Presentation on theme: "WHAT IS GENETICS? GENETICS is the study of how traits are passed from parent to offspring in the form of Genes."— Presentation transcript:
WHAT IS GENETICS? GENETICS is the study of how traits are passed from parent to offspring in the form of Genes.
HISTORY! Gregor Mendel Born 1822 Austrian Monk Examined reproduction of pea plants
Plants reproductive organs are called FLOWERS A flower has both male and female parts. The pea plants Mendel was working with were typically TRUE-BREEDING, meaning they self-pollinated EX, TALL pea plants would always be pollinated by tall pea plants and produce tall offspring!
WHAT WE KNOW (MENDEL DIDN’T) Genes – control a heritable feature (characteristic); Example: Hair color, seed shape, height; Allele – controls the variation of a feature (trait). Example: brown, blonde, black hair
REVIEW TIME: What are homologous chromosomes???
Homologous chromosomes may…… -Both have the same alleles HOMOZYGOUS (aka: pure or true-breeding) -Both have different alleles HETEROZYGOUS (aka: hybrid)
Mendel’s Idea Cross two pea plants with different contrasting traits! Ex: First cross : Crossed true breeding purple with true-breeding white plants. Called offspring F1 Generation Results were that offspring were_100% PURPLE_ Had the white allele disappeared????
Mendel’s Law of Dominance some alleles over power others. So even if both alleles are present, we only “see” the dominant one. the “hidden” allele is called recessive This only applies to SOME genes, not all
Second cross two of the purple F1 Offspring Called offspring the F2 Generation Results - 75 % purple - 25 % were white White trait had reappeared!
“The Traits (genes) Mendel looked at
Mendel’s Law of Segregation during meiosis, the pair of alleles in a parent will separate. Only ONE allele for EACH TRAIT will pass from each parent to the offspring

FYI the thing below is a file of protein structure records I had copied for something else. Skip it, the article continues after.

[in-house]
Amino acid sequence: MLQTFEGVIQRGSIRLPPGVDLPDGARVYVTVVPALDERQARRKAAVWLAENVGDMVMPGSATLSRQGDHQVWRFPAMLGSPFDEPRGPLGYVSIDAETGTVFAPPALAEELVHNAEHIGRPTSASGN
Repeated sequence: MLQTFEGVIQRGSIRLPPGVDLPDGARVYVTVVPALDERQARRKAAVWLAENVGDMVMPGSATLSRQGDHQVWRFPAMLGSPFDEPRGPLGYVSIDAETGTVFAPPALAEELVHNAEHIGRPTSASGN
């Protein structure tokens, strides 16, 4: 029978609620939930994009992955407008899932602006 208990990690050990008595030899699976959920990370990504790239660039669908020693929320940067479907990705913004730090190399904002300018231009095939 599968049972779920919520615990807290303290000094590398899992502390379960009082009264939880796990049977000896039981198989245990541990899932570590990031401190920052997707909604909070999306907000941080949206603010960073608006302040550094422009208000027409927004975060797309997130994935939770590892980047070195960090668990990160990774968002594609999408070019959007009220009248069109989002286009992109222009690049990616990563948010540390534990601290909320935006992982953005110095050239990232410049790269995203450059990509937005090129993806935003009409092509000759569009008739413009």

Ex. sugar beet preference. dominant allele (A) prefers sugar beets recessive allele (a) does not. Heterozygote produces gametes 50% chance Get A Get a Question: If a heterozygous sugar beet eater marries a non-sugar beet eater, what possible offspring could they have?
Mendel’s Law of Independent Assortment Alleles for different genes are passed to offspring independently of each other. The result is that new combinations of genes present in neither parent is possible. How many allele combinations could the following genotype produce? RRYY RRYy RrYy
Genetic Terms Diploid (2n)- Two sets of chromosomes. Somatic Cells Haploid (n)- One set of homologous Chromosomes (gametes) Egg- Female haploid gamete Sperm- male haploid gamete
Parent – Seriously, you should know this Meiosis – Cell division that produces haploid gametes Testes – Site of male meiosis Gamete – Haploid sex cell (sperm, egg, pollen)
Zygote- Single cell (result of sperm and egg) Progeny - Offspring Offspring – see above Fertilization – gametes fuse into zygote Ovary- site of female meiosis - eggs
Genotype: the alleles that an organism has. - alleles are abbreviated using the first letter of the dominant trait. - capital letter represents the dominant - ex: P for purple flower allele - lower case represents the recessive. - ex: p for white flower allele
All diploid organisms have two alleles for each trait: Can be two of the same alleles Ex: PP or pp called Pure or Homozygous. OR Can be two different alleles Ex: Pp described as Hybrid or Heterozygous
Phenotype: physical appearance Examples: brown hair, widows peak, purple flowers the trait that “wins” in the case of complete dominance; depends on the combination of alleles GENOTYPE
MENDEL’S CROSSES P Generation: “parents;” F1 Generation offspring of P generation F2 Generation offspring of F1 generation Punnet Squares How we show allele combinations in crosses
Allele in Egg 1 Zygote formed if sperm 1 fertilizes egg 1 Allele in Egg 2 Allele in sperm 1 Allele in sperm 2 Zygote formed if sperm 2 fertilizes egg 1 Zygote formed if sperm 1 fertilizes egg 2 Zygote formed if sperm 2 fertilizes egg 2
Monohybrid Cross Tall vs. Short Example Tall allele TShort allele t P CrossTTxtt F1 Generation Genotypes Phenotypes TT t t
F2 Generation F1Generations 100% Tt TtxTt F2 Generation Genotypes- Ratio = Phenotypes- Ratio = t t T T